Online stock trading has been an extremely profitable venture for most DIY investors over the past few years. While newspaper and specialist periodical inches have still been filled with stock market pick tips, the fact is it has been almost impossible to go wrong. Achieving anything other than strong returns when investing online since early 2016 would have to count as quite an achievement with the FTSE 100 up over 25% over the past 21 months and the FTSE 250 and All-Share indices having seen similarly powerful bull runs. Putting money into U.S. markets would have proven even more profitable, with the S&P 500 up around 60% over the past 5 years.
A debate is currently raging among industry professionals over whether equities markets are over-valued and a serious correction is impending. A significant number of investment analysts argue that the recent bull run for equities has been under-pinned by fundamentals, particularly healthily growing company revenues. The most common forward guidance coming out of the big money management companies on 2018 is that is again likely to prove a positive year for equities, albeit with the caveat that there are ‘risks’, with high valuations vulnerable to any major shock to the financial system.
In an interview with the Financial Times over the weekend, Neil Woodford, currently the highest profile fund manager in the UK and manager of the Woodford Equity Income fund which has £8 billion under management, has gone considerably further in his assessment of the risk held by 2018. Woodford has been one of the most successful fund managers in the world over the past decade and more. Against this record, his statements of equities markets currently exhibiting “echoes of the tech bubble” and that he sees “so many lights flashing red that I am losing count”, will undoubtedly cause many online stock trading investors to shift nervously in their seats.
His parallel with the ‘dotcom’ bubble of the late nineties is based on a mirroring of how the lead up to its painful pop heavily featured growth stocks significantly outperforming value stocks. With much of the recent gains, particularly over in the U.S., being driven by the big tech companies such as Alphabet, Amazon, Facebook and Apple, Woodford says the contemporary underperformance of value stocks to growth stocks is even more pronounced than it was almost two decades ago.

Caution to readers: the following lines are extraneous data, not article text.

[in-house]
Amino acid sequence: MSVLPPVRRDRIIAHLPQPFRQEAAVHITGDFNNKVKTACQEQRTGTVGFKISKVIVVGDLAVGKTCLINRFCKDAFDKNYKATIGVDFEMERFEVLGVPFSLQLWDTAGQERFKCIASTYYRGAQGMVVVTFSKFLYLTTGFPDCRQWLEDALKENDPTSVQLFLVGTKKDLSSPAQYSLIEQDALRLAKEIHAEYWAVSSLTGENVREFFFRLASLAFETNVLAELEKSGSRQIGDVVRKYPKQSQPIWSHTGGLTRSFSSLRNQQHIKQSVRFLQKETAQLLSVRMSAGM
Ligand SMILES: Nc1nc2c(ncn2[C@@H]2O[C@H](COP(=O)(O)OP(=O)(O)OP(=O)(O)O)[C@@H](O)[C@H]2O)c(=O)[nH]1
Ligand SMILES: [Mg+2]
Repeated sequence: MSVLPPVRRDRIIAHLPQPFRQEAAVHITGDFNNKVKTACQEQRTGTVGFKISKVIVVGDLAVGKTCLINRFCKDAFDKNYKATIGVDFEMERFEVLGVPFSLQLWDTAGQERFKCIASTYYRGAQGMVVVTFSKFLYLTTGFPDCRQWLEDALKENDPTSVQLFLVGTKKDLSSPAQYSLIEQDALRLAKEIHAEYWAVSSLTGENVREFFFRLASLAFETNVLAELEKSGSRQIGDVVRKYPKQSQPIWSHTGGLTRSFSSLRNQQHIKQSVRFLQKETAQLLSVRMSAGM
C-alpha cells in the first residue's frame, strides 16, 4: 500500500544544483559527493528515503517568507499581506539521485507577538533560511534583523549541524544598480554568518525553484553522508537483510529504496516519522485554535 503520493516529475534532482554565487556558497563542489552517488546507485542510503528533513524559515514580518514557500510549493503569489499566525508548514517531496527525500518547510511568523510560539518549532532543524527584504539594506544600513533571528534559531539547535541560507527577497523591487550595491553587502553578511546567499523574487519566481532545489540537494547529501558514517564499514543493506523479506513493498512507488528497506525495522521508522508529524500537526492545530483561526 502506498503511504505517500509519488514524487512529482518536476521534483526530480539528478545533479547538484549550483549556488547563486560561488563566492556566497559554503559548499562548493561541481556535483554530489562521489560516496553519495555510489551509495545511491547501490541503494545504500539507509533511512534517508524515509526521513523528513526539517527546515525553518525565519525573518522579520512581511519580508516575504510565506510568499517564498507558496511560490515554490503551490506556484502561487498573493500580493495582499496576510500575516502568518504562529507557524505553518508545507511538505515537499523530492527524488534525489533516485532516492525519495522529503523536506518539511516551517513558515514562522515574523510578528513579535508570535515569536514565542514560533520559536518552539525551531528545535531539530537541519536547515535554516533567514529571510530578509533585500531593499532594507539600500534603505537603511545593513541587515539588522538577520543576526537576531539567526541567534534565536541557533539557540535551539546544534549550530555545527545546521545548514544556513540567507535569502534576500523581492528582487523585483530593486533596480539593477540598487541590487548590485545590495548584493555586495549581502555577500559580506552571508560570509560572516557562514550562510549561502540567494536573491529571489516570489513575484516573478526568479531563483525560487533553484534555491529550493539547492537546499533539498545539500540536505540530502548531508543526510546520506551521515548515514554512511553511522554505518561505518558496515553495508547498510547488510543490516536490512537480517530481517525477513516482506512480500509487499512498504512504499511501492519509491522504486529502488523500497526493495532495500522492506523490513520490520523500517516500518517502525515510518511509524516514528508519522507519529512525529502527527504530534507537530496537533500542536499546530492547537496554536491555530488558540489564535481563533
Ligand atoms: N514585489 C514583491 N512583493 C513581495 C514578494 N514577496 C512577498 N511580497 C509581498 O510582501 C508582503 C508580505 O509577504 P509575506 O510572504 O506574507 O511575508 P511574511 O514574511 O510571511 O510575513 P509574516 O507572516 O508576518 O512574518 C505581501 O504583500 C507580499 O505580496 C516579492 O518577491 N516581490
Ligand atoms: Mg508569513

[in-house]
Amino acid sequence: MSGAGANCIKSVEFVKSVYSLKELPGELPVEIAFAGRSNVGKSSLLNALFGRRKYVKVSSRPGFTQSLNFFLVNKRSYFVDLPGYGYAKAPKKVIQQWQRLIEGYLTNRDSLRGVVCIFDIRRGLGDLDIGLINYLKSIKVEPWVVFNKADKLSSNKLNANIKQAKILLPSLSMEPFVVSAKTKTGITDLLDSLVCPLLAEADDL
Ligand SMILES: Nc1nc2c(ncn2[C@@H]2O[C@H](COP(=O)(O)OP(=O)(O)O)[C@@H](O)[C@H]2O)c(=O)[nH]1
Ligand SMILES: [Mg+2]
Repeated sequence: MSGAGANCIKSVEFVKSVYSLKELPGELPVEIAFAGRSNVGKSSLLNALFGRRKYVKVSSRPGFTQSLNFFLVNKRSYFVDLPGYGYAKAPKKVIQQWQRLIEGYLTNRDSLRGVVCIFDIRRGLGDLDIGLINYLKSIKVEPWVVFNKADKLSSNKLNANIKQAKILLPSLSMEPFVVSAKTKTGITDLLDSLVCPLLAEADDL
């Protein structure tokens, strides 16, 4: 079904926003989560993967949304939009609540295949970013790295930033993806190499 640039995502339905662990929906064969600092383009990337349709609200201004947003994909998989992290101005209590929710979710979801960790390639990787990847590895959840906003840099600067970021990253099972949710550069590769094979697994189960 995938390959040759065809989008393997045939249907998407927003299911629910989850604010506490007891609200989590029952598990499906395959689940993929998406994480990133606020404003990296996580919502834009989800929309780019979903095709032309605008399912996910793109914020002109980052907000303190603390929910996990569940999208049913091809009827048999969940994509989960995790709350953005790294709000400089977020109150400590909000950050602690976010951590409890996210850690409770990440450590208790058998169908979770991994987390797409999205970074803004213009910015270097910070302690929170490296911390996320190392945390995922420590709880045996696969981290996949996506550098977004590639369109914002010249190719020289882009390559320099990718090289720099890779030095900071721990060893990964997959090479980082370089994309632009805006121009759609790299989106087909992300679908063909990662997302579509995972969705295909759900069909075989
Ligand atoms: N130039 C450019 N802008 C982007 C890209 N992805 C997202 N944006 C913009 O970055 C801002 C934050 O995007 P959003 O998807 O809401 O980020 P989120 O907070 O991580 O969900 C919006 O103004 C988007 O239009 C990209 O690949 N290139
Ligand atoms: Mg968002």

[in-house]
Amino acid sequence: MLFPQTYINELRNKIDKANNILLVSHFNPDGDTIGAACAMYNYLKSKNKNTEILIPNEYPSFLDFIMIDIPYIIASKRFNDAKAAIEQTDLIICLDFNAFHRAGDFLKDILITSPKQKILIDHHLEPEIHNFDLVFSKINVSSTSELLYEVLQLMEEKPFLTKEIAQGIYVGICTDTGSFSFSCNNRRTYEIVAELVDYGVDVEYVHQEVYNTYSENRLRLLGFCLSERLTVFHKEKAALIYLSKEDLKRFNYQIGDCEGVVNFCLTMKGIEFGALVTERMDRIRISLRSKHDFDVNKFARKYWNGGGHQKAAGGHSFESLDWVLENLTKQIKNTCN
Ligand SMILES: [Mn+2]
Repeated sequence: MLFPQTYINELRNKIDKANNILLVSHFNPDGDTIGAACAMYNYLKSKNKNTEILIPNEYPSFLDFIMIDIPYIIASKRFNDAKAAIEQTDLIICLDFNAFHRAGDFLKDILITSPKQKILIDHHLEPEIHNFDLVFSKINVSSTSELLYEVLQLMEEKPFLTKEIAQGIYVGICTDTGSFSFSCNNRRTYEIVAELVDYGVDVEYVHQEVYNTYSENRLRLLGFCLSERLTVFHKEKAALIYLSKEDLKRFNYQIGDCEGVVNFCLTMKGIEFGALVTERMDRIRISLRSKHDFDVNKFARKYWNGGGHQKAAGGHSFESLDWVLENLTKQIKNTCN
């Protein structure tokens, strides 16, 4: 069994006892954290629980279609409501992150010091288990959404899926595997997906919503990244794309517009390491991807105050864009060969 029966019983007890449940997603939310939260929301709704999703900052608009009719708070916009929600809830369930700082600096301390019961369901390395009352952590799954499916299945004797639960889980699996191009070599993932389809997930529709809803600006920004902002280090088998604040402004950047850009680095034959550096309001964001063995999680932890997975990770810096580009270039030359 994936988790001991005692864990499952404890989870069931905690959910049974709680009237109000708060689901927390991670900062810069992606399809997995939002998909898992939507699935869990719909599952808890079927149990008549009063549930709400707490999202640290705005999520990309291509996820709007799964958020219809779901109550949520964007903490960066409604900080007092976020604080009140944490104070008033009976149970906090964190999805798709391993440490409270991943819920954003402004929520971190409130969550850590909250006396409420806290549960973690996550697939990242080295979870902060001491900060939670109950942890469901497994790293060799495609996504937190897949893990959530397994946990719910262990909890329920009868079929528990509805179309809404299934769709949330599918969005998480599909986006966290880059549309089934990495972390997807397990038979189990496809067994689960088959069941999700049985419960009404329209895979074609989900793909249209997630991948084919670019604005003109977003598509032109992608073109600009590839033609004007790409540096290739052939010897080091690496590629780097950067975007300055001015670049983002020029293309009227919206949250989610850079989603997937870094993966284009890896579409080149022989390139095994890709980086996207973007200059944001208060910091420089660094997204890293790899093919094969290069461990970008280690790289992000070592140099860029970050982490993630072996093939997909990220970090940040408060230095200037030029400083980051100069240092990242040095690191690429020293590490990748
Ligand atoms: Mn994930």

Woodford has particular cause to remember the dotcom bubble well. Then a manager at Invesco Perpetual, Woodford was one of the few to predict the bubble would burst and moved the assets under his management in defensive sectors such as tobacco. In the lead-up to the tech bubble finally bursting his fund was doing so poorly that it is rumoured that he was 6 months away from losing his job. He was eventually proven right and it was through that foresight that his current ‘rockstar’ fund manager status first established. Woodford repeated the trick in the build-up to the international financial crisis, shunning banking stocks.
Woodford is again pulling back to domestically-focused stocks he describes as “unfashionable, unloved and unwanted”. And his fund is again performing poorly, up 1% over two years against the FTSE 100’s 25% return. Some big investors, most notably Jupiter, have also pulled out of his fund recently, presumably on the assumption that he is missing out on returns by being too conservative.
He’s again convinced his investment strategy will pay off in the end when the ‘bubble bursts’, citing the stance that “Investors have forgotten about risk and this is playing out in inflated asset prices and valuations.”
Will Woodford be proven right a third time?
This article is for information purposes only.
Please remember that financial investments may rise or fall and past performance does not guarantee future performance in respect of income or capital growth; you may not get back the amount you invested.
There is no obligation to purchase anything but, if you decide to do so, you are strongly advised to consult a professional adviser before making any investment decisions.